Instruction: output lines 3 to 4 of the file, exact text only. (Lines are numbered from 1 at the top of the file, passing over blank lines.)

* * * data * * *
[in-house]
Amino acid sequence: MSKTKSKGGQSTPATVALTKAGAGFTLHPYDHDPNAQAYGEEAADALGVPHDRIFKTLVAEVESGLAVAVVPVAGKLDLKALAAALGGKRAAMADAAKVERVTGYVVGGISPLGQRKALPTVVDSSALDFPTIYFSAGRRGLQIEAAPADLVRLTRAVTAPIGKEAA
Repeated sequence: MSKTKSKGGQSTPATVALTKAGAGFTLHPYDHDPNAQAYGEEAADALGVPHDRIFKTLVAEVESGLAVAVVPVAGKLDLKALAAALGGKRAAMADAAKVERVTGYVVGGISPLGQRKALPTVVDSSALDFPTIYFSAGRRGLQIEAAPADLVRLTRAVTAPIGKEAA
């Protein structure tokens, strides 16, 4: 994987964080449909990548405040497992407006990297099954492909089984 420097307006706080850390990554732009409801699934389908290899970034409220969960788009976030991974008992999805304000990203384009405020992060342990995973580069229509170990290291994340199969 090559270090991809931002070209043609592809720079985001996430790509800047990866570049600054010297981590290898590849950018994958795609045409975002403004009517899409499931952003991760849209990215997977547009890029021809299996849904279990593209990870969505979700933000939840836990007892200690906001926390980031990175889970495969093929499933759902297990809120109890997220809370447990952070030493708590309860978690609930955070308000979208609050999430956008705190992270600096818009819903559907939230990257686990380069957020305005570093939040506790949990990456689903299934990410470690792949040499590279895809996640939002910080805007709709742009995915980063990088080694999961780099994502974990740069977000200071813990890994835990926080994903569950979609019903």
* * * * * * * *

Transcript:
Repeated sequence: MSKTKSKGGQSTPATVALTKAGAGFTLHPYDHDPNAQAYGEEAADALGVPHDRIFKTLVAEVESGLAVAVVPVAGKLDLKALAAALGGKRAAMADAAKVERVTGYVVGGISPLGQRKALPTVVDSSALDFPTIYFSAGRRGLQIEAAPADLVRLTRAVTAPIGKEAA
């Protein structure tokens, strides 16, 4: 994987964080449909990548405040497992407006990297099954492909089984 420097307006706080850390990554732009409801699934389908290899970034409220969960788009976030991974008992999805304000990203384009405020992060342990995973580069229509170990290291994340199969 090559270090991809931002070209043609592809720079985001996430790509800047990866570049600054010297981590290898590849950018994958795609045409975002403004009517899409499931952003991760849209990215997977547009890029021809299996849904279990593209990870969505979700933000939840836990007892200690906001926390980031990175889970495969093929499933759902297990809120109890997220809370447990952070030493708590309860978690609930955070308000979208609050999430956008705190992270600096818009819903559907939230990257686990380069957020305005570093939040506790949990990456689903299934990410470690792949040499590279895809996640939002910080805007709709742009995915980063990088080694999961780099994502974990740069977000200071813990890994835990926080994903569950979609019903």